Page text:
• Yah, we were spoiled with how “easy” my son was (despite the ADHD) up until he reached his majority. My head feels like it’s still spinning. But parenting was never really about me, so I have to step back and help him the best I can without trying to manipulate, guilt or whatever. But, man, do I want to take the reigns and just tell him he’s gotta do it my way. Lol. That never works.

  4. College is not for everyone. It took me 14 years to earn my AAS. I had enough credits for a BS but in too many different areas. I also acquired certifications of completion as a travel agent, a sign language interpreter, and a medical transcriptionist. Now I’m a writer. πŸ™‚ I think the most important thing is that he isn’t sitting around doing nothing. I hope this works for him. You’re a good mom.

  5. Life changing stuff.
    One thing – although I have pushed my kids to both go to university (they are the first ever to do that in my family) I never did and I did ok – I hold a job now that most would consider only open to those with a degree etc. The experience route can work for some people

  6. Martha B says:

    You guys are incredible parents.
    As I’ve said in the past, I can relate to your son on a lot of levels. I was a bright kid. I had a solid future. I started “screwing up” in college.
    What you are doing – getting him set up with a job and safe place to live… it will mean the world to him someday. My parents didn’t do that for me. Once I failed, I was done in their book. I had to take care of myself and spend years to work my way back into everyone’s good graces. It’s definitely put a toll on my relationship with them now that I’m a functional member of society… namely, I feel more like they are my “peers” than my parents. But I digress.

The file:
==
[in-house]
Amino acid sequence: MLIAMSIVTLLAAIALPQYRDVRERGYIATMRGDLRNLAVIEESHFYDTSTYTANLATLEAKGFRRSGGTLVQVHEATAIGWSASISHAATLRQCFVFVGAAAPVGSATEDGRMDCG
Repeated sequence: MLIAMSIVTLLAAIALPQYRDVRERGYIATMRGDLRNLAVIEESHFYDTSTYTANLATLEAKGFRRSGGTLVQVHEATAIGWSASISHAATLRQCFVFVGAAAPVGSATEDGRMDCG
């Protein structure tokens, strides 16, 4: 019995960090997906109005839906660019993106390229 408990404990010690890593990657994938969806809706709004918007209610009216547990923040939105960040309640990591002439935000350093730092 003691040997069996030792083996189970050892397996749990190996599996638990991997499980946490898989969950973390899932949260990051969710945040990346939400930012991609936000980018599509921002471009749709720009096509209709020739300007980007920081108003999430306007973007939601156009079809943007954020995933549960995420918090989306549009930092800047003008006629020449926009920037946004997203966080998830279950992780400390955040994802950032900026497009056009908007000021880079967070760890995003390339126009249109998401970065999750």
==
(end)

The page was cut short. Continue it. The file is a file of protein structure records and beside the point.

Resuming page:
You did the right thing, and I have a feeling the outcome is going to be a happy one, and in the long run things are going to turn out really well. Your son will figure it out very soon. Construction work in the winter is no joke.

  7. I agree with Martha 100%. You are incredible parents. It might not be the path you had expected, but I have a feeling he will find his way. I am sure the chaos has your head spinning. As an aside, I am in Connecticut. If you need anything, holler. xo

  8. Syd says:

    He will find his own way, even if the path is different from what you hoped. I am glad that I was inspired by college and graduate school. Many aren’t and for one reason or another leave. I think that your son knows how fortunate he is to have you both as parents.

Have your say

Fill in your details below or click an icon to log in:

WordPress.com Logo

You are commenting using your WordPress.com account. Log Out /  Change )

Google+ photo

You are commenting using your Google+ account. Log Out /  Change )

Twitter picture

You are commenting using your Twitter account. Log Out /  Change )

Facebook photo

You are commenting using your Facebook account. Log Out /  Change )


Connecting to %s